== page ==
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Mechanical trading systems - Weissman R.L.

Weissman R.L. Mechanical trading systems - Wiley publishing , 2005 . - 240 p.
ISBN 0-471-65435-3
Download (direct link): mechanicaltradingsystems2005.pdf
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Dow) traded above 1,067.2 for first time in history. Traders buying that level were purchasing all-time new highs, which is in direct opposition to popular market wisdom admonishing us to buy low and sell high. Market participants focused solely on price reference points would have felt comfortable selling these historically “unsustainable” price levels. Therefore, the true contrarians were those following the trend and buying instead of selling these “high” prices. (The ultimate high of the market trend was not achieved until January 14, 2000, at 11,750 on the Dow).
By employing moving averages and other trend-following indicators, traders strive to attune themselves to the market’s assessment of an asset’s true value.
These indicators in turn help them to ignore psychological temptations inherent in fading what appears to be historically high or low prices. The success of trend-following indicators once again illustrates how the market rewards those who train themselves to do that which is unnatural and uncomfortable and punishes those desiring certainty, safety, and security.
Successful trend-following indicators not only force traders to abandon attempts to buy the bottom and sell the top, they reprogram traders away from destructive price reference points by forcing them to buy recent highs and sell recent lows.
Mean Reversion Indicators: Why They Work
If trend following is such a successful methodology, how can indicators based on the exact opposite philosophy generate consistent profits? The simple answer is that mean reversion indicators, such as RSI and other oscillators, work because they capitalize on the market’s tendency to overextend itself.
Whether the trend has matured and is approaching climactic reversal or is still in its infancy and simply correcting a temporarily overbought or oversold condition, the market has an uncanny knack for separating the less experienced from their money by exploiting their greed, lack of patience, and complacency.
Imagine speculators who saw the bull move early but allowed fear of losses to prevent them from buying the market. As the trend matures, their anxiety and regret magnify in lockstep with forfeited profits until they finally capitulate and buy at any price so that they can participate in this once-in-a-lifetime trend. Since the thought process that accompanied their ultimate trading decision was purely emotional and devoid of price risk management considerations, when the inevitable pullback or change in trend occurs, greed and hysteria quickly shift to panic and capitulation.
Although mean reversion indicators such as oscillators attempt to somehow quantify these unsustainable levels of market emotionalism, they
cannot do so as systematically as experienced traders with a “feel” for market psychology. For example, some on-floor traders are so attuned to the order flow entering their pit that they can consistently fade unsustainable emotionalism before it ever matures into a blip on a technician’s radar.1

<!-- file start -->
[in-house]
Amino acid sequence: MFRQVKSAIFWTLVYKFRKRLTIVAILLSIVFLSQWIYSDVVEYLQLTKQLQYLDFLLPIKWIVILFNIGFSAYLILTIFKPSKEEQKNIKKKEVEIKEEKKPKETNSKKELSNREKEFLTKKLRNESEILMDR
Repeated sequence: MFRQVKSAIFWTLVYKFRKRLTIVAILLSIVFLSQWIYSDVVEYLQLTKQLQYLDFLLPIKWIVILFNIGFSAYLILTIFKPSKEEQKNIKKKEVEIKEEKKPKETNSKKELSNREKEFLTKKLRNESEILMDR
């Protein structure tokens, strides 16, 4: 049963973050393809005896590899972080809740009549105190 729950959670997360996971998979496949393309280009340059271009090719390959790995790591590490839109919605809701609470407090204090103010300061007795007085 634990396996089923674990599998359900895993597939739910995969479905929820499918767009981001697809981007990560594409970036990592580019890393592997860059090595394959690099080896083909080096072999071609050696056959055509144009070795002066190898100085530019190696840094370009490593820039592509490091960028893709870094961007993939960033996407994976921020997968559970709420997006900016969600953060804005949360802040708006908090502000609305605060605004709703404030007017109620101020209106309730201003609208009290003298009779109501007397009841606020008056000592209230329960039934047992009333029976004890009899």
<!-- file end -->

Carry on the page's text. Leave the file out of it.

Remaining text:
Moving Averages
Simple Moving Averages and Popular Alternatives In Chapter 1 we examined two indicator-driven triggers that are also complete mechanical trading systems: the single moving average and the two moving average crossover. The variations on moving average indicators are so numerous that a book could be devoted exclusively to their various flavors; however, in the interest of completeness, I address what I believe are some of the most significant alternatives to the simple moving average.
As discussed in Chapter 1, simple moving averages are the most widely used and the easiest to calculate because they give equal weighting to each data point within the data set. This issue of equal weighting to each data point leads technicians to seek alternatives to the simple moving average.
The problem with using a moving average that gives equal weight to each data point is that with longer-term moving averages—such as the 200-day moving average—the lagging aspect of indicator means it will be slower to respond to changes in trend. Obviously slower response times to trend changes could mean less reward and greater risk. One solution to the problem of the lagging nature of the simple moving average is to give greater weight to the most recent price action. Linearly weighted and exponentially smoothed moving averages both attempt to address the equal weighting issue by giving a larger weighting factor to more recent data.2
An alternative to the moving average weighting paradigm is found through the use of a volume-adjusted moving average. The volume-adjusted moving average suggests that directional movement accompanied by strong or weak volume is often a better measure of trend strength than any of the time-driven weighting models.
Another problem with moving averages is choosing between shorter and longer time parameters. The smaller the data set, such as a 7-day moving average, the quicker the indicator’s ability to generate signals and the greater its reduction of lag time. But smaller data sets also result in more false trend-following signals during sideways, consolidation environments. As discussed, larger data sets, such as a 200-day moving average, will generate fewer, higher-quality entry signals, but those remaining signals will entail less reward and greater risk. Perry Kaufman, author of many books on
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